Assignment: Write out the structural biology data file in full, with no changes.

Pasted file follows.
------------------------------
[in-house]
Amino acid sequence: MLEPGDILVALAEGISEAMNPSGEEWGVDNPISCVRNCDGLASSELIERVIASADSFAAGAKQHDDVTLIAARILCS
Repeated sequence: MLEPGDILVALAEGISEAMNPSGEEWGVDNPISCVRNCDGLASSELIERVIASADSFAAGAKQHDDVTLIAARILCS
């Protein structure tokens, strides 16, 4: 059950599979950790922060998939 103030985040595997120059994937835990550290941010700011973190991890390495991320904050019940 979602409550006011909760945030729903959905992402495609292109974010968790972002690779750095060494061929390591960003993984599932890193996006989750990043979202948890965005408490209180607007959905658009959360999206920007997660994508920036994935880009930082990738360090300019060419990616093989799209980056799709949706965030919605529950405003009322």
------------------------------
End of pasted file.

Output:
[in-house]
Amino acid sequence: MLEPGDILVALAEGISEAMNPSGEEWGVDNPISCVRNCDGLASSELIERVIASADSFAAGAKQHDDVTLIAARILCS
Repeated sequence: MLEPGDILVALAEGISEAMNPSGEEWGVDNPISCVRNCDGLASSELIERVIASADSFAAGAKQHDDVTLIAARILCS
């Protein structure tokens, strides 16, 4: 059950599979950790922060998939 103030985040595997120059994937835990550290941010700011973190991890390495991320904050019940 979602409550006011909760945030729903959905992402495609292109974010968790972002690779750095060494061929390591960003993984599932890193996006989750990043979202948890965005408490209180607007959905658009959360999206920007997660994508920036994935880009930082990738360090300019060419990616093989799209980056799709949706965030919605529950405003009322």